Finished Lubricants

Need to Know


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Moving up to the Majors 

How did private label lubricants move from the minor leagues to the majors, and will they continue to grow, or will they falter in the face of stiff competition? 

Marketers, installers and consumers have many choices to sort through when buying passenger car motor oil. Among them are viscosity grades; type, such as high-mileage and synthetic; and product specifications like those from the American Petroleum Institute or original equipment manufacturers.

The choices are further expanded by the price tiers seen among five groups of brands. These groups include the brand leaders (Castrol, Mobil1, Pennzoil and Valvoline), other major brands including Havoline, Kendall and Quaker State, and what are often referred to as “gas brands,” including Citgo, Exxon Superflo, Shell Formula, Gulf, Sinclair and Sunoco. There is also a group of boutique brands such as Amsoil and Royal Purple, as well as a large group of private-label motor oils. 

Although there is plenty one can say about the dynamics within each of these groups, the competitive hot spot continues to flare between the majors and private-label PCMO. 

It’s little secret in the lubricant business that the major brands and private label are slogging it out. At one time, private label motor oils were no more than small players on a big field, mainly store brands at retail outlets. Now many have stepped up their game, selling under the brands of lubricant distributors and capturing the attention of a growing number of fans.

In the minds of many, the success of private label lubricants can be summed up in one word: price.

The most visible example of the price disparity is seen with motor oils on the shelves at big box stores. Where Walmart’s Supertech conventional motor oil, for example, is priced at $2.78 a quart, the average price for the major brands is $4.08, or $1.30 more on average. This means consumers are looking at a $6.50 decision if five quarts are required for an oil change.

An even wider gap is seen at auto parts stores, where the price difference between private label and brand leaders averages close to $3.50 a quart. 

But that’s retail, and those stores represent an estimated 20% of sales and a shrinking class of trade for PCMO in the United States market. A more significant area where price is swinging volume to private label is seen with lubricant distributors. 

Distributors can source semi-synthetic private-label PCMO from independent manufacturers at prices in the range of $4.00 to $5.00 a gallon in bulk, and it doesn’t take much looking to find some manufacturers moving product for less. These prices contrast sharply with an average of close to $7.50 a gallon for major brands and even more for brand leaders. Such gaps have and continue to be leveraged to draw installers to private label.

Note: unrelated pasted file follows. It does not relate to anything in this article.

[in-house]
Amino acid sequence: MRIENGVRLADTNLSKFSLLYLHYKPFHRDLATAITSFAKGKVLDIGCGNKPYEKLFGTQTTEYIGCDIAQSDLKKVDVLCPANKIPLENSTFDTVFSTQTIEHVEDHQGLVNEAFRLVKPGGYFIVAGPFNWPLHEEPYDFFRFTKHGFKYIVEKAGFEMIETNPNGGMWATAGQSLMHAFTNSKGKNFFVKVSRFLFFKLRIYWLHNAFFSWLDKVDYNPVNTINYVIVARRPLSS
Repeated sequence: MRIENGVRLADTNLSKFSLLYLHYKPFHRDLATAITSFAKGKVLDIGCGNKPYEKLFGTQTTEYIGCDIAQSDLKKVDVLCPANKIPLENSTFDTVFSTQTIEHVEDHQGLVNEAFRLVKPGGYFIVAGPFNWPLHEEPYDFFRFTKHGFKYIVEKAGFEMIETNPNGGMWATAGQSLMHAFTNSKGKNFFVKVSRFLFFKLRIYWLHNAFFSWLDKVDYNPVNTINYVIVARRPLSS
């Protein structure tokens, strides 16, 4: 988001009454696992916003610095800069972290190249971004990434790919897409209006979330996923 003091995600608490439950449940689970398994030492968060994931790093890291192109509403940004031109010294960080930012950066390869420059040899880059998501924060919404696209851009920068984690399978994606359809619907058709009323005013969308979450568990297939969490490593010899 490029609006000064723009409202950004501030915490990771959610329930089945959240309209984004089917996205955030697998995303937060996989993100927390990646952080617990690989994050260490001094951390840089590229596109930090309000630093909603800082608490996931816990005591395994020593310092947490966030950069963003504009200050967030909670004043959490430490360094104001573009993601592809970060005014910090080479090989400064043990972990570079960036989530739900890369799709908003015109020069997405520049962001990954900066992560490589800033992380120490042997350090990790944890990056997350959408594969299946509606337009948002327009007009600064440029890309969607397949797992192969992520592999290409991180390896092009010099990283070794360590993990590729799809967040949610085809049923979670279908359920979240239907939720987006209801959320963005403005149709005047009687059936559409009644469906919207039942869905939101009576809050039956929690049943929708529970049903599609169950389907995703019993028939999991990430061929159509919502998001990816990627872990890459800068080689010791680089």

In addition, an increasing number of marketers are adding private label to their line cards in an effort to increase margins and ensure control of the brand. 

With such large price gaps, it’s hard to argue that the success of private label has not been driven by low-price strategies. But there are other factors at play, and quality is one of them. 

As with many private label products, these oils historically were perceived as off-brands—no-name, low-price, lower-quality alternatives to the major brands. While sometimes this was deserved, they have come a long way.

Today, most private-label PCMO manufacturers source raw material from the same suppliers as the majors and formulate products to meet or exceed the same standards. Furthermore, some are manufactured at state-of-the art plants, and a number of blenders are very large enterprises with significant buying power and sophisticated management, marketing and distribution. Although there are still some bad apples in the basket (who could spoil it for the whole bunch), the real and perceived gaps separating major brands from private label have compressed. 

But there is more to their success, and that is trust. Consumers generally trust the quality and product integrity of brands with which they are familiar and that have high visibility. Although it took decades and untold millions in marketing to build, ecommerce, social media and online product reviews accelerated the process and have eased the way for private label to more readily and economically build trust and gain visibility. 

Furthermore, both trust and the mark of quality are migrating from the manufacturers to the behemoths in both brick-and-mortar and online retailing. Such titans in the industry as Walmart, Amazon, Costco and others have the buying power to assure consistent quality of their private label motor oils at discount prices. In addition, as gatekeepers of their stores, they have the place to promote other private label products. 

So, from a marketing perspective, the accelerated growth in private label has come about by working all the “Ps” in the marketing mix: product, place and promotion—but price remains their strongest suit. Although there is evidence that the majors are willing to move prices and reposition products to be more competitive with private label, without decreasing the price gap or creating more real or perceived distance between their offerings, it’s likely that more players from the ranks of private label will be called up to the big league.   

Tom Glenn is president of the consulting firm Petro­leum Trends International, the Petroleum Quality Institute of America, and Jobbers World newsletter. Phone: (732) 494-0405. Email: